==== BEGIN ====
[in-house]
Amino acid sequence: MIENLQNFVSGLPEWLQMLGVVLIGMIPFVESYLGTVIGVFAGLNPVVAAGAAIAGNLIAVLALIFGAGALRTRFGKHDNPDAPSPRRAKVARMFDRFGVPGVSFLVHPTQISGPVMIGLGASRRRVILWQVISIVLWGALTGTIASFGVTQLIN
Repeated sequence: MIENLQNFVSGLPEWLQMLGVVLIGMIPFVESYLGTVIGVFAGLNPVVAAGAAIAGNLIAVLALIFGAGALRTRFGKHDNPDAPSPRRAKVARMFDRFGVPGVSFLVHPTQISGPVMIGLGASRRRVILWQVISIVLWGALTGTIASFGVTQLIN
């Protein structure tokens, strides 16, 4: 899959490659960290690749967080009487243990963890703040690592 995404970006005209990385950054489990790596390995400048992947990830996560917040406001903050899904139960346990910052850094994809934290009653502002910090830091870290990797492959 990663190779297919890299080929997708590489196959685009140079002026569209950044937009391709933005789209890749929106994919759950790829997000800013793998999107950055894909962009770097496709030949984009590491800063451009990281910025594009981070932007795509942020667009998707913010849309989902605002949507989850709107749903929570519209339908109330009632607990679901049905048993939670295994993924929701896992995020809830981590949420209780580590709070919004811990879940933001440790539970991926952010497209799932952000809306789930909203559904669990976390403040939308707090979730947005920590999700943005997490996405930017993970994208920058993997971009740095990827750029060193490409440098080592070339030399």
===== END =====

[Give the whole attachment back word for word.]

[in-house]
Amino acid sequence: MIENLQNFVSGLPEWLQMLGVVLIGMIPFVESYLGTVIGVFAGLNPVVAAGAAIAGNLIAVLALIFGAGALRTRFGKHDNPDAPSPRRAKVARMFDRFGVPGVSFLVHPTQISGPVMIGLGASRRRVILWQVISIVLWGALTGTIASFGVTQLIN
Repeated sequence: MIENLQNFVSGLPEWLQMLGVVLIGMIPFVESYLGTVIGVFAGLNPVVAAGAAIAGNLIAVLALIFGAGALRTRFGKHDNPDAPSPRRAKVARMFDRFGVPGVSFLVHPTQISGPVMIGLGASRRRVILWQVISIVLWGALTGTIASFGVTQLIN
């Protein structure tokens, strides 16, 4: 899959490659960290690749967080009487243990963890703040690592 995404970006005209990385950054489990790596390995400048992947990830996560917040406001903050899904139960346990910052850094994809934290009653502002910090830091870290990797492959 990663190779297919890299080929997708590489196959685009140079002026569209950044937009391709933005789209890749929106994919759950790829997000800013793998999107950055894909962009770097496709030949984009590491800063451009990281910025594009981070932007795509942020667009998707913010849309989902605002949507989850709107749903929570519209339908109330009632607990679901049905048993939670295994993924929701896992995020809830981590949420209780580590709070919004811990879940933001440790539970991926952010497209799932952000809306789930909203559904669990976390403040939308707090979730947005920590999700943005997490996405930017993970994208920058993997971009740095990827750029060193490409440098080592070339030399």